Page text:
daveshoup2MD wrote: ↑
17 Mar 2021 03:15
Politician01 wrote: ↑
16 Mar 2021 13:21
It also completely ignores US public opinion. People do not want war - its the Politicians that want it. With Roosevelt on the loosing side, he might well loose the 1944 election to a Republican who promises to make peace with Germany and to concentrate on Japan. Regardless, he is dead in April 45 anyway, giving Truman the opportunity to conduct realpolitics.
Um, yeah ... mmmkay.
How many Americans who were of age in 1941 have you ever spoken with?
Worth noting that, IOTL, support for a peace deal shot up to 40% at several points and this was with the OTL situation:
See American Popular Opinion and the War Against Germany: The Issue of Negotiated Peace, 1942
by Richard W. Steele
,The Journal of American History , Dec., 1978, Vol. 65, No. 3 (Dec., 1978), pp. 704-723:
The coming of war to America changed but did not destroy the peace issue. Many of those who had stubbornly resisted involvement now hoped to terminate it as quickly as possible, and apparently only a lack of organization significantly differentiated sentiment for a negotiated peace from the isolationism of 1941. Moreover, as the President quickly learned, the leadership for an effective negotiated peace movement seemed likely to emerge from the die-hard remnants of the America First Committee, particularly in the person of the isolationist national hero, Charles A. Lindbergh.
America First officially disbanded in February, and many of its officials announced their support for the war effort. Nevertheless, the activities of some members, including Lindbergh, remained the subject of government interest and concern. In mid-February Federal Bureau of Investigation Director J. Edgar Hoover informed the President that former members of the Committee had "gone underground" and were "biding their time," awaiting the opportunity to emerge again as a "political force." Hoover cited as evidence a mid-December meeting at which the renowned flyer had allegedly held forth on the yellow and Bolshevik menaces, on the foolishness of the current war in Europe, and on what might be done to reverse American policy.
According to Hoover's informant, Lindbergh declared that "when the American people, by reason of the lists of the missing and the statements of war losses, realize that they have been betrayed by the British and the Administration," the Committee should be ready to "advocate a negotiated peace." Hoover also noted that he had obtained information from other sources to the effect that the America Firsters had a "secret mailing list of 8,476,000"; that lately a "great many individuals among foreign speaking groups have been circularized"; and that the leaders of the underground organization planned to hold a "series of house parties . .. to keep alive contacts."34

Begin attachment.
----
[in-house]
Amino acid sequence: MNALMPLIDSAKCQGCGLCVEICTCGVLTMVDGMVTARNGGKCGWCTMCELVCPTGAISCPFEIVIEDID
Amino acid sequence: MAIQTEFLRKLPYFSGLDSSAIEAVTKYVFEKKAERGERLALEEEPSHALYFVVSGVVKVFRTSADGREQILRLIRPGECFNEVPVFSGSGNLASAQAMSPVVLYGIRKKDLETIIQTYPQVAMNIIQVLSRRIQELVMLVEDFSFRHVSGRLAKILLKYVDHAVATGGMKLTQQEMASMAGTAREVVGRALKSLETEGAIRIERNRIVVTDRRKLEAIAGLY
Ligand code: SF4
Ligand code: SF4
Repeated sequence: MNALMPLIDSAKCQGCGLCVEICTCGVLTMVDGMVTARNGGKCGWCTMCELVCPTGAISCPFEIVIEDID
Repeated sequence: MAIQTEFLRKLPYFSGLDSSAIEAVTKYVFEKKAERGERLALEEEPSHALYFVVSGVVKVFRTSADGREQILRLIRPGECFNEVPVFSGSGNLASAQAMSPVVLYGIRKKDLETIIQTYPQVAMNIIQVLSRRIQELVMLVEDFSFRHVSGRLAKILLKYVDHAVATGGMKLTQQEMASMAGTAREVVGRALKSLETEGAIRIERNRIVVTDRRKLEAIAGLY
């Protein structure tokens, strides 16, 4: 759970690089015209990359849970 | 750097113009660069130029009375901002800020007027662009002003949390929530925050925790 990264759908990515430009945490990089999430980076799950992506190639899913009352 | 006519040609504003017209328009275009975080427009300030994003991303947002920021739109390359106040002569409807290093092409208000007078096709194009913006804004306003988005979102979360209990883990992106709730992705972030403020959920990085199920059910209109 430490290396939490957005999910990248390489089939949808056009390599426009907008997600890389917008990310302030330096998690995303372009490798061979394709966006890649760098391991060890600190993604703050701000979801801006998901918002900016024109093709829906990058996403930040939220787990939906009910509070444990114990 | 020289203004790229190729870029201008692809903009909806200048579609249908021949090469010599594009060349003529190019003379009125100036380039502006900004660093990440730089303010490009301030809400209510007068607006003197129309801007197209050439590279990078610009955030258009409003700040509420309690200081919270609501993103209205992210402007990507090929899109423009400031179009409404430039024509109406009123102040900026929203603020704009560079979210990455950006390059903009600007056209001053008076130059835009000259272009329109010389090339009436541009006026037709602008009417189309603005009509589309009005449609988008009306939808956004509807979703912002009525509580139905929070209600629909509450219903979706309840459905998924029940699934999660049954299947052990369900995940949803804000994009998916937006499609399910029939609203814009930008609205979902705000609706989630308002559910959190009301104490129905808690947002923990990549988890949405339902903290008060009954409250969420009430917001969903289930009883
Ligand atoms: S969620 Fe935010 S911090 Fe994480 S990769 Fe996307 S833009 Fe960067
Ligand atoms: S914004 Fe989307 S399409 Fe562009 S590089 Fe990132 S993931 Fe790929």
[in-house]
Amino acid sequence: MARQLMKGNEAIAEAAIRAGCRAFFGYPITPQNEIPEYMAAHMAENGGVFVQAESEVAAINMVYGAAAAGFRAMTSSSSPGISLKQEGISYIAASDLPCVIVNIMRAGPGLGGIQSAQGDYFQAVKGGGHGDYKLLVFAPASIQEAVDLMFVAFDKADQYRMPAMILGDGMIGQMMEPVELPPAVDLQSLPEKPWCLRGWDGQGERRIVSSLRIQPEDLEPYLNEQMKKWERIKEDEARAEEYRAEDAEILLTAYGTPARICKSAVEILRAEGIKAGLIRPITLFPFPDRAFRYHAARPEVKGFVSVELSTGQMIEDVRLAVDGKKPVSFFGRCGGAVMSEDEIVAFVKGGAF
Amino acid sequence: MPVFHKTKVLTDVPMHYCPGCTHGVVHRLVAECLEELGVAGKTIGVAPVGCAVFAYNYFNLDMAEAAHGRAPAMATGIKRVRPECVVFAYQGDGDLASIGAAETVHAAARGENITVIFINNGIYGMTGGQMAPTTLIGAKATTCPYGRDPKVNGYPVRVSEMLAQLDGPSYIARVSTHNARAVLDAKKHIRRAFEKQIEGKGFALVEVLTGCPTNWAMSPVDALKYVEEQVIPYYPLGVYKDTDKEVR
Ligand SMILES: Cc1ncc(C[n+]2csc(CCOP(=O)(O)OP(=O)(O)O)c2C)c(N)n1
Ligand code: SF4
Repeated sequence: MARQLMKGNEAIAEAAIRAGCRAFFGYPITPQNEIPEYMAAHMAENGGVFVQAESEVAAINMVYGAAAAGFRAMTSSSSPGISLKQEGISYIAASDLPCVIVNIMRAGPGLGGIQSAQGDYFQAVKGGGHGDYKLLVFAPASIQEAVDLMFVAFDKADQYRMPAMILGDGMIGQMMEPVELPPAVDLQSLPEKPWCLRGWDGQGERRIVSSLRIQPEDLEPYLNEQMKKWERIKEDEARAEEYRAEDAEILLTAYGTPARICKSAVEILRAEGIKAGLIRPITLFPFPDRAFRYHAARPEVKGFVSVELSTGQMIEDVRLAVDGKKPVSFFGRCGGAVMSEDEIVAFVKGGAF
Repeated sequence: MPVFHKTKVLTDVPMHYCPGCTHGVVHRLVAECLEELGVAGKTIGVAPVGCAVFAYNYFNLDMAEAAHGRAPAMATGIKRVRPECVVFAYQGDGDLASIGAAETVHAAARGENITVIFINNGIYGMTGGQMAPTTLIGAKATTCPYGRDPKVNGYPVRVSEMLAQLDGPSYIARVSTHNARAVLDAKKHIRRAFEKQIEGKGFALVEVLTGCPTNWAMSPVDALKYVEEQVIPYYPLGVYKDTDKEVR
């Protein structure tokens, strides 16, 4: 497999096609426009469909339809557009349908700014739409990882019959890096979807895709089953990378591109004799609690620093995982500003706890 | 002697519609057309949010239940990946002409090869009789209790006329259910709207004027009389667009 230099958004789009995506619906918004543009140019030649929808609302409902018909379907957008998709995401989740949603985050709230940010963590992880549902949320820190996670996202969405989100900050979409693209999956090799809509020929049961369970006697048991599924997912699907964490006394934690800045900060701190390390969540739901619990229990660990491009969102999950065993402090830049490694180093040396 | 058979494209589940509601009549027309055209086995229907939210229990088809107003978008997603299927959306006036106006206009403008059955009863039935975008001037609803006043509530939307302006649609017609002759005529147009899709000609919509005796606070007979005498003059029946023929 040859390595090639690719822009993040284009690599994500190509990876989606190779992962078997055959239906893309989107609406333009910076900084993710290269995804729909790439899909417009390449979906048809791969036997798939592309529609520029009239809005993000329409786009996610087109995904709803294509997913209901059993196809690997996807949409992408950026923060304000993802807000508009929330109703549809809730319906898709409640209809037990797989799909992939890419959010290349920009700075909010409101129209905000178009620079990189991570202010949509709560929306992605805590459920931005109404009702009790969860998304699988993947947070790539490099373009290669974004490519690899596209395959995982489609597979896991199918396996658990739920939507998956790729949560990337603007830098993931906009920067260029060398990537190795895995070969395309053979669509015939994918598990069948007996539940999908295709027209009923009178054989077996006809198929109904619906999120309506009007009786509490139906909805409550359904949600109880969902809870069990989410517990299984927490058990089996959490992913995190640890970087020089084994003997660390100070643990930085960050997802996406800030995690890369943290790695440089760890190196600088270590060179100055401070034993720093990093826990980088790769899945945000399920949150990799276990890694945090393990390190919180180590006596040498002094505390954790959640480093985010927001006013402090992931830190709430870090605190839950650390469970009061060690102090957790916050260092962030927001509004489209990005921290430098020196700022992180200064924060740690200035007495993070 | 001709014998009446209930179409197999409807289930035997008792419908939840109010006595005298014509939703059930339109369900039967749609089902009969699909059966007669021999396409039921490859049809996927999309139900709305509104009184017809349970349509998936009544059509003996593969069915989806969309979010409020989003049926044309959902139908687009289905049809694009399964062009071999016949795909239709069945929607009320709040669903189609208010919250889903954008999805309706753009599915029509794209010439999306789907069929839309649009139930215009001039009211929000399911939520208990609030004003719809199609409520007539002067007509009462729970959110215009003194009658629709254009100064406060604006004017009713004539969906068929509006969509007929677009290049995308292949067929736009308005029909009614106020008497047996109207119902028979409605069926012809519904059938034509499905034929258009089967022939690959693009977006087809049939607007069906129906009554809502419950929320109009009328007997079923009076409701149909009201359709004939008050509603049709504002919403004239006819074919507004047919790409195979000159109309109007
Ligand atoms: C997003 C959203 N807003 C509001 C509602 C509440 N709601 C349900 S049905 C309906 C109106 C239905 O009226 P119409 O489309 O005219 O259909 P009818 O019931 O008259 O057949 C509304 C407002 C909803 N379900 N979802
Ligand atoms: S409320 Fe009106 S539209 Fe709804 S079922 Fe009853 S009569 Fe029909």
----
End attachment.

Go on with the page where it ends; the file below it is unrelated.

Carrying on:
Nevertheless, the President could not rest easy, for the fate of the extremists notwithstanding, he had reason to ponder the possibility that his more respectable political enemies might use the peace issue to unsettle and embarrass the administration. In April OFF warned that in the fall congressional campaigns "subversion will probably be intermingled with politics" as both administration opponents and Nazi propagandists seek to "promote defeatism or play upon the war weariness of the people." Fleshing out this prediction was a report informing the President that three leading isolationist Republicans, Congressman Joe Martin, former Congressman Bruce Barton, and publisher Roy Howard, had "just held a secret meeting in far off Tucson," leading to speculation that they were planning an "isolationist attack" against administration war policies. A more explicit warning came to Roosevelt from a friend, New Dealer Gardiner Jackson, who told him in the fall of 1942 that the business interests behind the presidential candidacy of Thomas E. Dewey were working hard for a negotiated peace and had taken a recent conciliatory speech by Hitler as the "opening gun of the drive to call the war off. . . ." The problem raised by these reports (if true) was, as OFF warned, that even if the agitation of the peace issue could not force the administration into negotiations, it could do "much damage" by strengthening "the hand of those in Congress whose main goal is the harassment and obstruction of the President."37